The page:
Matt Christman-Lees, executive director of the Shepherd Initiative, said that we should all �celebrate the progress we have made.� He said that many �so-called Christians have used anger, self-righteousness and even doctrine to keep us out,� and that there is a lot of work yet to be done for the GLBT community to �reclaim God and religion for all people.�

The Shepherd Initiative works to reconcile relationships among people of all sexual orientations and gender identities within the Christian community.

�I thank you for the loving and gracious image of God you present to the world every day,� Christman-Lees concluded, referring to the GLBT folk and their allies in the congregation.

Jeff Jones spoke on behalf of the Human Rights Campaign, thanking the faith community for being so supportive. He said that HRC was working very hard to get the Employment Non-Discrimination Act passed nationally. He urged those present to �challenge the very conservative within the varying faiths because they are the ones who have the ears of the legislature right now.�

William Brownson, national chairman of the Log Cabin Republicans, gave a personal testimonial about how he had been chased away from the church by its anti-gay agenda, and how three years ago, he had found a home again with the King Avenue United Methodist Church. �The church gave me peace, humility, energy, promise, and a community,� he said. �These are all priceless gifts.�

After the service, the crowd enjoyed refreshments and got information from over a dozen faith and advocacy groups who had set up booths to allow people to seek help or sign up to help others.



Florida TG man�s marriage ruled valid,
he gets children

Self-identity trumps chromosomes, judge rules

Clearwater, Fla.--A circuit court judge ruled February 21 that Michael Kantaras, a transsexual man, was legally married to his wife, and granted him custody of his two children.

Kantaras� now ex-wife, Linda, alleged that Michael Kantaras was not a man, and that their marriage was not valid since Florida does not allow same-sex marriage. She had argued that she should have sole custody of the couple�s two children.

Kantaras was born in Youngstown in 1959 as Margo Kantaras. He underwent hormone therapy and, in 1987, had surgery to remove his breasts, ovaries and uterus while sculpting a male chest, although he did not have phalloplasty, or surgery to create a penis using skin grafts and fat transplants.

Linda Kantaras testified that she was aware he was transgender during their courtship. They married in 1989, and Michael Kantaras legally adopted her 3-month-old son. In 1992, Michael�s brother donated sperm so the couple could have a child together, a daughter.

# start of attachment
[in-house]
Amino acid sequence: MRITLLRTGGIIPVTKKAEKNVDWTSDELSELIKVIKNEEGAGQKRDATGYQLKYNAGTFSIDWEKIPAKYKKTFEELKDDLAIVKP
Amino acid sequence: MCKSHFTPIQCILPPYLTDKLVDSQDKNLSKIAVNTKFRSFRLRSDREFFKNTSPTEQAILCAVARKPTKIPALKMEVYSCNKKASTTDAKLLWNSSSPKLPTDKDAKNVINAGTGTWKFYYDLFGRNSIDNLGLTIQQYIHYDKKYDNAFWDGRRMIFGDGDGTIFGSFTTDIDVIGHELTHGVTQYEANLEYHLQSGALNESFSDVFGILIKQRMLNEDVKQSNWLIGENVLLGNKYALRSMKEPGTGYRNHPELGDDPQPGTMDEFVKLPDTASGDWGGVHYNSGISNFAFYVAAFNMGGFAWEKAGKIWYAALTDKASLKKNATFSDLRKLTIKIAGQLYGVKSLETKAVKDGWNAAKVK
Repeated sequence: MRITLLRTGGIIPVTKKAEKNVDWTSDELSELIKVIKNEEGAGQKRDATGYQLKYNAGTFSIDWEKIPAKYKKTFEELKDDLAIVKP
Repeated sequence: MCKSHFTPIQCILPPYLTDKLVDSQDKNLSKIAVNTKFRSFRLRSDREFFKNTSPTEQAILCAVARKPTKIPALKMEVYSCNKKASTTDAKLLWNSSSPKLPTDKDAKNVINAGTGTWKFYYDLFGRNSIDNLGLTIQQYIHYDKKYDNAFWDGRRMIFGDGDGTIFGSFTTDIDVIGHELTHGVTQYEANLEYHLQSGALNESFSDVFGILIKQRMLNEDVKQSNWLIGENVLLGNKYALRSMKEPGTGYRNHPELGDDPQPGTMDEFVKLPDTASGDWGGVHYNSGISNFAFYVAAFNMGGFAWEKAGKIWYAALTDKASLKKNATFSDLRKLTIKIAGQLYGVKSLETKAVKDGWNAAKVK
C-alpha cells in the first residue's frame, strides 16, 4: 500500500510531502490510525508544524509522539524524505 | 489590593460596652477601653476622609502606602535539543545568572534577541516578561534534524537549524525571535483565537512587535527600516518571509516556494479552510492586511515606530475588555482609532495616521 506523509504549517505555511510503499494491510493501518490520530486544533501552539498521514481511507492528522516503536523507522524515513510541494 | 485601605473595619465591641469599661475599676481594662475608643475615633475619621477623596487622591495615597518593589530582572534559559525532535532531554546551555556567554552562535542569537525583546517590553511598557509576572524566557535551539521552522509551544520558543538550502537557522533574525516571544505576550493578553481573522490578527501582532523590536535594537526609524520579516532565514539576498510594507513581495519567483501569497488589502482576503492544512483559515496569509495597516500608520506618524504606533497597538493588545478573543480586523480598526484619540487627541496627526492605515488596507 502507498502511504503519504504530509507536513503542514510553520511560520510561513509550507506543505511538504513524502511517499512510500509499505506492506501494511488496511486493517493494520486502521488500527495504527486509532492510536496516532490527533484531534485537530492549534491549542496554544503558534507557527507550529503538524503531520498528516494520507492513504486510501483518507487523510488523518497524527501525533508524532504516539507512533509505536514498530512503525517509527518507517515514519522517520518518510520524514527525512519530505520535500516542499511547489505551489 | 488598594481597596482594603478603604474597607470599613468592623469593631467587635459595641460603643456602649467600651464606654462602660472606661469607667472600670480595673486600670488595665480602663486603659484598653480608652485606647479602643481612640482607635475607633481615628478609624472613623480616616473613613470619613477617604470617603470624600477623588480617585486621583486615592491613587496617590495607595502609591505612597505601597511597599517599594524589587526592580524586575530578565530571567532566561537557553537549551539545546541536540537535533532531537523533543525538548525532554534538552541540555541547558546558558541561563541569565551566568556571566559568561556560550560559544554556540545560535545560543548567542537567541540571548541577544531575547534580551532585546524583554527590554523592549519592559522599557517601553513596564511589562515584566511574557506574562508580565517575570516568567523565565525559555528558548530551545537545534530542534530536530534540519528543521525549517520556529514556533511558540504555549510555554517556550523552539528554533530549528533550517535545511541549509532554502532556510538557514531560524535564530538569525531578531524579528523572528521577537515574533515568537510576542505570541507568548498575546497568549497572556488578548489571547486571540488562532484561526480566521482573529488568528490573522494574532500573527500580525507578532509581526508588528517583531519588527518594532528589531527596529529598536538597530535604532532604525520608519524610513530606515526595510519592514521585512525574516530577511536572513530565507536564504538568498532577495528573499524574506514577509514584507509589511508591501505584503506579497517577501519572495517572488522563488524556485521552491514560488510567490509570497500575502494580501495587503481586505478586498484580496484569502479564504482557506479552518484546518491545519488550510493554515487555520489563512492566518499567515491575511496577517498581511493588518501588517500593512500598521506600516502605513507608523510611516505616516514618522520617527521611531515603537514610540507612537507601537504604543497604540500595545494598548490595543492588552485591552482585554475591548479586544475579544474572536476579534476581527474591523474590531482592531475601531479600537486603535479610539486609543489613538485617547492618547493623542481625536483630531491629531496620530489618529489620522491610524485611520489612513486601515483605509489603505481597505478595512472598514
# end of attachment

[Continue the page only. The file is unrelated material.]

In 1999, Michael Kantaras had his Ohio birth certificate changed to indicate that he is now male. Transgender activists focus on that aspect of the case, since Ohio does not allow gender markers on birth certificates to be changed.

Ohio�s policy has resulted in a number of ostensibly same-sex marriages involving transsexuals.

Circuit Court Judge Gerard O�Brien wrote in his 809-page decision that the birth certificate change was the result of clerical error, but that the document was still binding.

O�Brien�s ruling cited a great deal of research and testimony dealing with transgender medicine, psychology and anecdotal experience.

�To our knowledge, this is the first transgender marriage case in the U.S. in which extensive medical evidence was presented,� said Shannon Minter, legal director of the National Center for Lesbian Rights, �including testimony from three of the foremost experts on transsexualism in the country.�

O�Brien also ruled that Florida law �provides that marriage shall take place between one man and one woman. It does not provide when such status of being a man or a woman shall be determined.�

Kantaras is a neuter male, O�Brien said, and the laws of Florida do not define the genders, nor do they require that couples be fertile.

O�Brien also asserted that, contrary to decisions in Texas and Kansas, chromosomes are not the only, or even the best, arbiter of sex. The judge stated in his ruling that self-identity should not be overruled by chromosomes.

�I think the Kantaras case is very important, not just for people in Florida but for people across the country and internationally,� said Ohio attorney Randi Barnabee, who specializes in cases involving the LGBT community. �[Rulings on transgender issues] are still not concentrated enough to provide any one jurisdiction with timely case law.�

The Kantaras ruling, being the most recent and by far the best-researched and most well-documented decision on transgender issues, will be cited extensively in future cases.

Barnabee said the decision was longer than she had ever seen for a case other than one dealing with corporate law.

�It will be referred to favorably by proponents for equality for transgendered people because it�s so complete,� she noted.